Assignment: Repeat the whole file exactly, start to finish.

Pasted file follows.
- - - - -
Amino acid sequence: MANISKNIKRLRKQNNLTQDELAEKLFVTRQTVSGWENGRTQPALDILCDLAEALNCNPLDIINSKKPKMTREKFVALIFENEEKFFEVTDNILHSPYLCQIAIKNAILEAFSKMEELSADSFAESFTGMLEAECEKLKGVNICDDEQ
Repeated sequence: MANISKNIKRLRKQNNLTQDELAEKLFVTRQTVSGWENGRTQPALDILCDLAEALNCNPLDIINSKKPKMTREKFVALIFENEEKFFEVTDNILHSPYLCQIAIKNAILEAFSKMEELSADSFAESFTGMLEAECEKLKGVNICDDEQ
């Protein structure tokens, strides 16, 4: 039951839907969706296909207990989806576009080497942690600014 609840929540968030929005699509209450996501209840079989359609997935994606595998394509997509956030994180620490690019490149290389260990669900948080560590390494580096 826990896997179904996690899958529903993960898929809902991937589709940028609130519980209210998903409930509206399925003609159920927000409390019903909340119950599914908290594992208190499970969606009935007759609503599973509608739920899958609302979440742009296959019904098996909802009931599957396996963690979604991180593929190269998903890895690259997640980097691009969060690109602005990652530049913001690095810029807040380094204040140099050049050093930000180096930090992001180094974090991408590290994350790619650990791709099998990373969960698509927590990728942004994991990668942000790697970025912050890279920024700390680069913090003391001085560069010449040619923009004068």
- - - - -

Amino acid sequence: MANISKNIKRLRKQNNLTQDELAEKLFVTRQTVSGWENGRTQPALDILCDLAEALNCNPLDIINSKKPKMTREKFVALIFENEEKFFEVTDNILHSPYLCQIAIKNAILEAFSKMEELSADSFAESFTGMLEAECEKLKGVNICDDEQ
Repeated sequence: MANISKNIKRLRKQNNLTQDELAEKLFVTRQTVSGWENGRTQPALDILCDLAEALNCNPLDIINSKKPKMTREKFVALIFENEEKFFEVTDNILHSPYLCQIAIKNAILEAFSKMEELSADSFAESFTGMLEAECEKLKGVNICDDEQ
């Protein structure tokens, strides 16, 4: 039951839907969706296909207990989806576009080497942690600014 609840929540968030929005699509209450996501209840079989359609997935994606595998394509997509956030994180620490690019490149290389260990669900948080560590390494580096 826990896997179904996690899958529903993960898929809902991937589709940028609130519980209210998903409930509206399925003609159920927000409390019903909340119950599914908290594992208190499970969606009935007759609503599973509608739920899958609302979440742009296959019904098996909802009931599957396996963690979604991180593929190269998903890895690259997640980097691009969060690109602005990652530049913001690095810029807040380094204040140099050049050093930000180096930090992001180094974090991408590290994350790619650990791709099998990373969960698509927590990728942004994991990668942000790697970025912050890279920024700390680069913090003391001085560069010449040619923009004068």